This story was produced by MapLight, a nonprofit organization that reveals the influence of money in politics.
Facebook, the social media giant reporting record usage as much of the country follows shelter-at-home orders stemming from a global pandemic, suffered a sharp drop in revenue when former New York Mayor Michael Bloomberg withdrew from the race for the 2020 presidential nomination after spending an estimated $63 million on advertisements.
Bloomberg, who was in the race for barely three months, spent more than the trio of 2020 contenders who were still in the race at the end of March, combined. President Donald Trump, Sen. Bernie Sanders, and former Vice President Joe Biden have spent a combined $50.5 million advertising on the social network since the beginning of the presidential election cycle in January 2019, according to Facebook records.
The three contenders who were still in the race at the end of March, however, have spent almost half their total on Facebook ads during the first three months of the year. Although the increased advertising may coincide with an early slate of primaries and the approach of the November general election, it’s also compensating for the candidates’ inability to motivate voters through rallies, fundraisers, and other traditional campaign events that would attract significant numbers of people to venues where social distancing would prove impossible.
The figures recorded by Facebook also likely fail to reflect all spending by the three candidates; gaps in disclosure requirements mean online political ads are not subject to the same transparency requirements as ads in traditional media. The ability of campaigns to “microtarget” narrow groups or even individuals based upon their interests and demographics” also makes it impossible to account for all online political messaging.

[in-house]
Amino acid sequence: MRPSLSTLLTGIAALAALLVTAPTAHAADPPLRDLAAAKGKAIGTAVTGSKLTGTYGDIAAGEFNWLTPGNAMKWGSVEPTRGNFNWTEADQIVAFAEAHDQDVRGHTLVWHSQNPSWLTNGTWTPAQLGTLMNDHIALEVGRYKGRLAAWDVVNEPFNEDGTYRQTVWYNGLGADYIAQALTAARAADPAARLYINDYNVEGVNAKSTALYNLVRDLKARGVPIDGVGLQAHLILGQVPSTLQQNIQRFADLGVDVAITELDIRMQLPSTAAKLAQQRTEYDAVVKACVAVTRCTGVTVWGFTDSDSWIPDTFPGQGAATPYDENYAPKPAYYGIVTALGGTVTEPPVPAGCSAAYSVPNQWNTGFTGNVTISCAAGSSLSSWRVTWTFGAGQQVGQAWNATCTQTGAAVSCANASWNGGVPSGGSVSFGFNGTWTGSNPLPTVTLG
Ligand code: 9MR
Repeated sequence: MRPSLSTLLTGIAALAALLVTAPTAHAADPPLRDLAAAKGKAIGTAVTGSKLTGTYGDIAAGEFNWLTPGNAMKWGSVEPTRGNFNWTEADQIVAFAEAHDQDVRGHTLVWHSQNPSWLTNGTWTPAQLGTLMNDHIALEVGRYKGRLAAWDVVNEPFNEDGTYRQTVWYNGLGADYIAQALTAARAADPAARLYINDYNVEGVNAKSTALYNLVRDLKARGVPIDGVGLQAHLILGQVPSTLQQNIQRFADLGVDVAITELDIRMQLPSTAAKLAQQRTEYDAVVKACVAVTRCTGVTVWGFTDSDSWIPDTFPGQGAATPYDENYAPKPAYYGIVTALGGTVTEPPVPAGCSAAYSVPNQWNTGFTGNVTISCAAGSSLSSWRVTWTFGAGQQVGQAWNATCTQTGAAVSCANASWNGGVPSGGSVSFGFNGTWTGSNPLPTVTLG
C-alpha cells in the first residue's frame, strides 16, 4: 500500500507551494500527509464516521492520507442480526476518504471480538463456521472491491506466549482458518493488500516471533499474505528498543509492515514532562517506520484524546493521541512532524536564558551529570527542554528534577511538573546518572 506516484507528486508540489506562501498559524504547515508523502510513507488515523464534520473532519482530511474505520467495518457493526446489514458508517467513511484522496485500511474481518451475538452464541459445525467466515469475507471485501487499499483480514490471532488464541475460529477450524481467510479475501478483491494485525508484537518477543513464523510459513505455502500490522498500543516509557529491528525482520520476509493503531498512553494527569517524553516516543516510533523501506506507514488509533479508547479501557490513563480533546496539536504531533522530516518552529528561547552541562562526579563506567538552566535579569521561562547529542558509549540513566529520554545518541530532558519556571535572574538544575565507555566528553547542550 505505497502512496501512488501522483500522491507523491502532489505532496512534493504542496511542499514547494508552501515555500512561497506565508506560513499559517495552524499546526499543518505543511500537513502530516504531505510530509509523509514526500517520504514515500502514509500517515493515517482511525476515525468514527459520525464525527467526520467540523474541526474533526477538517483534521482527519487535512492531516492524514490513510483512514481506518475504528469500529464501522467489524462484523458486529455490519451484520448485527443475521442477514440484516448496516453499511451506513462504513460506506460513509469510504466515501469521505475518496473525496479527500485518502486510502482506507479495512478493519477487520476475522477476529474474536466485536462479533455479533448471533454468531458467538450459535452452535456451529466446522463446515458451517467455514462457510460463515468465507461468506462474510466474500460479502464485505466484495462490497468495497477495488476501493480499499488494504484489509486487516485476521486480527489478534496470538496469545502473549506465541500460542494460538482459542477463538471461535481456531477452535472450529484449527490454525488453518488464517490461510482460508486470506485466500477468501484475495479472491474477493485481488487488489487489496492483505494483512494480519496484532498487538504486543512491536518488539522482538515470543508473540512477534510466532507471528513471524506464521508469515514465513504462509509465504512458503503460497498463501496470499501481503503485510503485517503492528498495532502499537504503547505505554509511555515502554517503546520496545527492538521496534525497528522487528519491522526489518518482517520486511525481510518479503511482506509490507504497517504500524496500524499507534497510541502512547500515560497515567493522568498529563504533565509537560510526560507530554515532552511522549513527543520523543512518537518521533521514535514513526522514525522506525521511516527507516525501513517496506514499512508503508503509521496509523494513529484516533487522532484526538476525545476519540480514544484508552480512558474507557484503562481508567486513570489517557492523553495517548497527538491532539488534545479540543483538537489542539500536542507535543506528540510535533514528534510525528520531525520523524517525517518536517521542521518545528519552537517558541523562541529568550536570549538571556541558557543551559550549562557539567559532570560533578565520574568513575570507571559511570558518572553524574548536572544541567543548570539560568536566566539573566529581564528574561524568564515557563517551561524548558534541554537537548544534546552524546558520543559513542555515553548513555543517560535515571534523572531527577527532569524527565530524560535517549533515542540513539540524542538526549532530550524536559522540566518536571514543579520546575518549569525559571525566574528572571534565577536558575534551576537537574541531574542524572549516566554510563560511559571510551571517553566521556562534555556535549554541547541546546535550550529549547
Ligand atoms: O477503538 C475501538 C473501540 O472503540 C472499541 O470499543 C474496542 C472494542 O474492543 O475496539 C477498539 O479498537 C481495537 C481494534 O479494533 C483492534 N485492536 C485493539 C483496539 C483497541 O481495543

Trump, who is running unopposed for the Republican nomination, has spent more than $8 million of his $27.6 million total during the 2019-20 cycle on Facebook advertising since January, the most of any remaining candidate. His Facebook spending fell to $1.97 million in March. White House officials told the New York Times that Trump has considered daily pandemic briefings to be suitable replacements for campaign rallies.
Sanders, who suspended his campaign earlier this week after a string of Super Tuesday defeats in early March, also curbed his Facebook spending in March. Sanders, who used the campaign hiatus to raise more than $2 million for coronavirus relief efforts last month, spent $2.67 million in March on Facebook ads. So far this year, he’s spent $7.25 million; since January 2019, he’s spent $13.3 million advertising on the social media giant.
Biden was the only major candidate to increase his Facebook ad spending last month, dropping more than $5 million — an almost seven-fold increase from the $734,000 spent in February. Biden, who has largely been absent from the public eye as the pandemic’s toll has mounted, has only spent about $9.5 million on Facebook ads since the beginning of the election cycle. Like other candidates, though, Biden has stepped up his Facebook spending since the beginning of the year, spending more than $6 million since January.